Every change we experience in life can bring with it elements of grief. If, with each change, we simply accept that any emotional pain we experience is something that we will carry with us for the rest of our lives, it is understandable that our pain load will continue to intensify with each new loss. With time, that pain load will become so overwhelming it cannot help but impact ongoing relationships, our ability to form new successful relationships, our ability to function at work, or any other aspect of our lives.
There is an alternative to living with emotional pain
Rather than just accept that pain, a better solution would be to work through it. Grief care professionals fully understand this, but the average griever has no concept that this is possible. Creating a non-threatening mechanism for accomplishing this is the design of the Grief Recovery Method.
Almost a day does not pass that we hear of another terrorist attack. When reporters speak with the victims, it is not unusual to hear the comment that it will take a great deal of time for these victims to “get over their pain and move forward”. This simply reinforces in grievers minds the concept that time can make them somehow better. As a result, many simply just begin to accept that this pain will forever be part of their “new normal”. People never “get over” a loss, but, given the proper tools, they can learn to survive, and thrive, in spite of it.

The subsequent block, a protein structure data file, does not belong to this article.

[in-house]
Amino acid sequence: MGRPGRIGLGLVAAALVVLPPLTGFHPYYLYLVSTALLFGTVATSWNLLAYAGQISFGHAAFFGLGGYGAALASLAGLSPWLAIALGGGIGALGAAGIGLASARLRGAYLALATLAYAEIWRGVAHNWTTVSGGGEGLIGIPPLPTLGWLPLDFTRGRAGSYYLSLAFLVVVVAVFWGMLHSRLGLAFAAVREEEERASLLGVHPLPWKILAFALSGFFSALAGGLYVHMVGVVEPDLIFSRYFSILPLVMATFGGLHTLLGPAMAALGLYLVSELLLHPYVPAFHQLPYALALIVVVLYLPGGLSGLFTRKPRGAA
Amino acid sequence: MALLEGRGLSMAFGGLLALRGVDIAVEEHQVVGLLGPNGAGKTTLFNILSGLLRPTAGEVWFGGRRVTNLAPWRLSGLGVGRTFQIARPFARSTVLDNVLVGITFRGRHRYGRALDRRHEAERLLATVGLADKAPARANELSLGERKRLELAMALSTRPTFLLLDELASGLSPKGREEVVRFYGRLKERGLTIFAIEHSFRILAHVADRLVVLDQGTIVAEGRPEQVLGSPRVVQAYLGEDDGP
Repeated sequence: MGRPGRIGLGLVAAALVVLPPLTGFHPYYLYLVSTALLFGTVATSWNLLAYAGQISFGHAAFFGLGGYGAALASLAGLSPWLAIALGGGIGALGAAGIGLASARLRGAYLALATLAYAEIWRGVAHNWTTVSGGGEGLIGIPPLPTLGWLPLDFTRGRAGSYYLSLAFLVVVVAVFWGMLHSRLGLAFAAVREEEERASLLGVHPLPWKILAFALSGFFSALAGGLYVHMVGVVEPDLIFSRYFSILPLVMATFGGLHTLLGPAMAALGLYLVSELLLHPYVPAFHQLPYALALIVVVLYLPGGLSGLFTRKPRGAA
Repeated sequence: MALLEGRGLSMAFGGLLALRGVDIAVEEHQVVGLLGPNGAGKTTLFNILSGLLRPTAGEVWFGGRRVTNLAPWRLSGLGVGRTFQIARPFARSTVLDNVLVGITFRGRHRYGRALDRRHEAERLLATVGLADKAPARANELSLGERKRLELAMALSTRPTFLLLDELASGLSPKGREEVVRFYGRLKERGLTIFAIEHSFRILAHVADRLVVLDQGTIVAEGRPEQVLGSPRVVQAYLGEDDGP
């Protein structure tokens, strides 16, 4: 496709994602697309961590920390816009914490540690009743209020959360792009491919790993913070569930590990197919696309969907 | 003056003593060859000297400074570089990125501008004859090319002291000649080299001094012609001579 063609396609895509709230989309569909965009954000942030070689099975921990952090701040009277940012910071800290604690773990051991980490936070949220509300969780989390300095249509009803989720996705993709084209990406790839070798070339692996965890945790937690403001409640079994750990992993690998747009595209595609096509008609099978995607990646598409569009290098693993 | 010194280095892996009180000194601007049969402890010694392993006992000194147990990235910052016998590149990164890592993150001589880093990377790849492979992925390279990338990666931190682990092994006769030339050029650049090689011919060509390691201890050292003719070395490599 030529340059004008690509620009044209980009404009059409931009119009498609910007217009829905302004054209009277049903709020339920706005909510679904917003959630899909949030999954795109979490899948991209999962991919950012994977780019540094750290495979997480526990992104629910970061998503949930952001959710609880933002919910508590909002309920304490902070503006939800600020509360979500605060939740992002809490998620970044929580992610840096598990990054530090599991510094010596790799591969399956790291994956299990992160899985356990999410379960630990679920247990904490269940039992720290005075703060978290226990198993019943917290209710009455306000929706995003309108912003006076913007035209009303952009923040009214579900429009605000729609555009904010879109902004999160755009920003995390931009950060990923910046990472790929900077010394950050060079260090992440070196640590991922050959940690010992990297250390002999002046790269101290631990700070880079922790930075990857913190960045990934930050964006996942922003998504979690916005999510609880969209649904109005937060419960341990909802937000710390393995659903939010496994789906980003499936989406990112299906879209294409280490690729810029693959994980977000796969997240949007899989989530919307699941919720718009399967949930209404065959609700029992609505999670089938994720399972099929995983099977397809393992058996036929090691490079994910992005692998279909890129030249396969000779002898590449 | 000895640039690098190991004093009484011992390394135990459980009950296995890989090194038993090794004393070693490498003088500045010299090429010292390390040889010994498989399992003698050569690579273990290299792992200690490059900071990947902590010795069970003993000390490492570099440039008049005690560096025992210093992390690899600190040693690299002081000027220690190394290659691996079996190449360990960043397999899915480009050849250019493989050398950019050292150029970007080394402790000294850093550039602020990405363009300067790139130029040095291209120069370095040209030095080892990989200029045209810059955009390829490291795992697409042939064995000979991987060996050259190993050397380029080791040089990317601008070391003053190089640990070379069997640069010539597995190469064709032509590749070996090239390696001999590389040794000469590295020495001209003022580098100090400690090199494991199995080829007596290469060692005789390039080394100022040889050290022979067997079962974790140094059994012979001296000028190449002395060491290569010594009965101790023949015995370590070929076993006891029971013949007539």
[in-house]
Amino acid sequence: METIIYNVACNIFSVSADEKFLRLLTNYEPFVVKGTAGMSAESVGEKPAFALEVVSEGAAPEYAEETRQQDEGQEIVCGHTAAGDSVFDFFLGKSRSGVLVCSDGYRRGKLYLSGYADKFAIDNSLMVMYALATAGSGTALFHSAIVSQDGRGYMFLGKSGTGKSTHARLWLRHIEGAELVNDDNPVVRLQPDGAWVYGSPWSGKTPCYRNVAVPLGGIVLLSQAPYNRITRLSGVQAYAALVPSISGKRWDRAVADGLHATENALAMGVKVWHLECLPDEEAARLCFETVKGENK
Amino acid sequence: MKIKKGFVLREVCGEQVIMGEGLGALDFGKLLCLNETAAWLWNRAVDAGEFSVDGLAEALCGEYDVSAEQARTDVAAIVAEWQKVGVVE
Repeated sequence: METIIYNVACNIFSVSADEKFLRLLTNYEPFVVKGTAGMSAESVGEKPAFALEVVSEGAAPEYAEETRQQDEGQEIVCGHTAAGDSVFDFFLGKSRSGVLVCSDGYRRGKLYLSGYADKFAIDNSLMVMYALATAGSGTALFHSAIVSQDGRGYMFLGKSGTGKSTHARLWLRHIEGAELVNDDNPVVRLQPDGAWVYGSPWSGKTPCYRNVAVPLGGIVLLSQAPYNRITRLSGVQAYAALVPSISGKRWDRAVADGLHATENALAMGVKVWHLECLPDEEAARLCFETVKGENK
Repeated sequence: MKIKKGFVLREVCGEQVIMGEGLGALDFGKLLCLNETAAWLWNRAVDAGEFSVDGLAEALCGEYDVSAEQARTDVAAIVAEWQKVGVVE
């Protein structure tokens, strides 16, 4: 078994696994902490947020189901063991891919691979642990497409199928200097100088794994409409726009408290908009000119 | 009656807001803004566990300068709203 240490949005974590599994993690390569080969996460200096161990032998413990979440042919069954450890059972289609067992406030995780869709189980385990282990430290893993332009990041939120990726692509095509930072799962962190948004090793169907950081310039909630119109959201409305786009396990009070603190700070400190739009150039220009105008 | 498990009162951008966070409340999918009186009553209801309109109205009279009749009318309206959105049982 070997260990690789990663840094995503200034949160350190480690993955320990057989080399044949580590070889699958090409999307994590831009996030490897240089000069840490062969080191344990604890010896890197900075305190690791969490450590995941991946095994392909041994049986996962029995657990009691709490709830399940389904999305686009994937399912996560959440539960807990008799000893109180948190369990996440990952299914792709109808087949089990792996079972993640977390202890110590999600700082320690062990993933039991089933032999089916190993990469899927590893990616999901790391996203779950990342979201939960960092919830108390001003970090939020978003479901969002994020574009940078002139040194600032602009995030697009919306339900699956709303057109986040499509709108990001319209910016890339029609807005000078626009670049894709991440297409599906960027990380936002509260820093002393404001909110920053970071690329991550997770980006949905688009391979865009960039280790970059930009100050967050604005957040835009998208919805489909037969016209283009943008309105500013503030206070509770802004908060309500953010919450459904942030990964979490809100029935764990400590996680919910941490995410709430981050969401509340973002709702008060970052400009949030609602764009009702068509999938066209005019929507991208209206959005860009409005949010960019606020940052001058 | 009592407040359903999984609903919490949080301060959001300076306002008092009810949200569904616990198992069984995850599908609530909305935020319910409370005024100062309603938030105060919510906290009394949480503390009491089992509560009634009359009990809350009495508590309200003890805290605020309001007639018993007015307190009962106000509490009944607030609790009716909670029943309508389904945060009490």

As grief care professions, we all need to be aware that the concept of “acceptance” is something often misunderstood by the griever and do our best to educate them about alternatives to living with that emotional pain in their heart for the rest of their lives. Of all of the stages of grief, acceptance is often among the most misunderstood.
It is our sincerest hope that you have found value in this discussion of “the stages of grief”, and how grievers sometimes use them in an effort to deal with each loss they experience. While these stages have value in understanding what is happening with a person diagnosed with a terminal illness, hopefully this series has reminded you that their application with other losses can be confusing and even damaging to these grievers.
Other articles on this website that relate are listed below.